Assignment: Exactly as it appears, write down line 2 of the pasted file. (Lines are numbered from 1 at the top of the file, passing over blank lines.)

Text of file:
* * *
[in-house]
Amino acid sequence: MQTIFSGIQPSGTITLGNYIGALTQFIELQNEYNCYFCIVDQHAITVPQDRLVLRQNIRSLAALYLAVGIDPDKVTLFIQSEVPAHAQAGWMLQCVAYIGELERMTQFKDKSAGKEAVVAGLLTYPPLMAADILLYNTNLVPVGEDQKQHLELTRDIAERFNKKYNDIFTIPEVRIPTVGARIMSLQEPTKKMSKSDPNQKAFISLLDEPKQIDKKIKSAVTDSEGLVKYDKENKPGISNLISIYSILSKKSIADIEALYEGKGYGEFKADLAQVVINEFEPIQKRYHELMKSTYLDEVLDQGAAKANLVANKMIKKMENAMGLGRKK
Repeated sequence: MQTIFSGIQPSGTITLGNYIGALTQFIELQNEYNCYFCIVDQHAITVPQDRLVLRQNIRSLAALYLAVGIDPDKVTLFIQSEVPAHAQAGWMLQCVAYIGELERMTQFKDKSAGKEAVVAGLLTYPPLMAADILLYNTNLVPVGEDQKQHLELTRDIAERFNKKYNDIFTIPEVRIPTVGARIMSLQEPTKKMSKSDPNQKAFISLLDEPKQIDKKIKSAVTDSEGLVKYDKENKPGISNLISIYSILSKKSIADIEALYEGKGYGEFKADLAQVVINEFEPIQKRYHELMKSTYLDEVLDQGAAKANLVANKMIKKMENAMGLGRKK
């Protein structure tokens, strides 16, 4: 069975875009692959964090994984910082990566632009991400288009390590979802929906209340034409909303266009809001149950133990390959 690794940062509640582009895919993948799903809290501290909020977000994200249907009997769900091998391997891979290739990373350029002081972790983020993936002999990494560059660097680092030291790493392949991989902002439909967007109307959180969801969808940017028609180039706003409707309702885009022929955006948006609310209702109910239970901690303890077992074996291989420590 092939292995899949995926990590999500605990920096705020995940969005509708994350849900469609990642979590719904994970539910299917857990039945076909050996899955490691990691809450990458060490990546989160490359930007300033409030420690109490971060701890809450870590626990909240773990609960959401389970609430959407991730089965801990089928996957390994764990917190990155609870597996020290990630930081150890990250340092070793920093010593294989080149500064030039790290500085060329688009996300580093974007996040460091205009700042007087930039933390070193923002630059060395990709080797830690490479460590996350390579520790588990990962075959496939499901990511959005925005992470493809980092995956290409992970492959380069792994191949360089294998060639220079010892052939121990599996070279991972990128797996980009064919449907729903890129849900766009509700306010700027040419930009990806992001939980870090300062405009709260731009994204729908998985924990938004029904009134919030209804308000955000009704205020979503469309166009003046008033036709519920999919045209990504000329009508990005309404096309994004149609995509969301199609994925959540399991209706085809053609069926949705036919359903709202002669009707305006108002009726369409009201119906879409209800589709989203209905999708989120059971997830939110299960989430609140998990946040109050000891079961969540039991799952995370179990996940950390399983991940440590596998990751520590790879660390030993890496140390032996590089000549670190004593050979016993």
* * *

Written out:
Amino acid sequence: MQTIFSGIQPSGTITLGNYIGALTQFIELQNEYNCYFCIVDQHAITVPQDRLVLRQNIRSLAALYLAVGIDPDKVTLFIQSEVPAHAQAGWMLQCVAYIGELERMTQFKDKSAGKEAVVAGLLTYPPLMAADILLYNTNLVPVGEDQKQHLELTRDIAERFNKKYNDIFTIPEVRIPTVGARIMSLQEPTKKMSKSDPNQKAFISLLDEPKQIDKKIKSAVTDSEGLVKYDKENKPGISNLISIYSILSKKSIADIEALYEGKGYGEFKADLAQVVINEFEPIQKRYHELMKSTYLDEVLDQGAAKANLVANKMIKKMENAMGLGRKK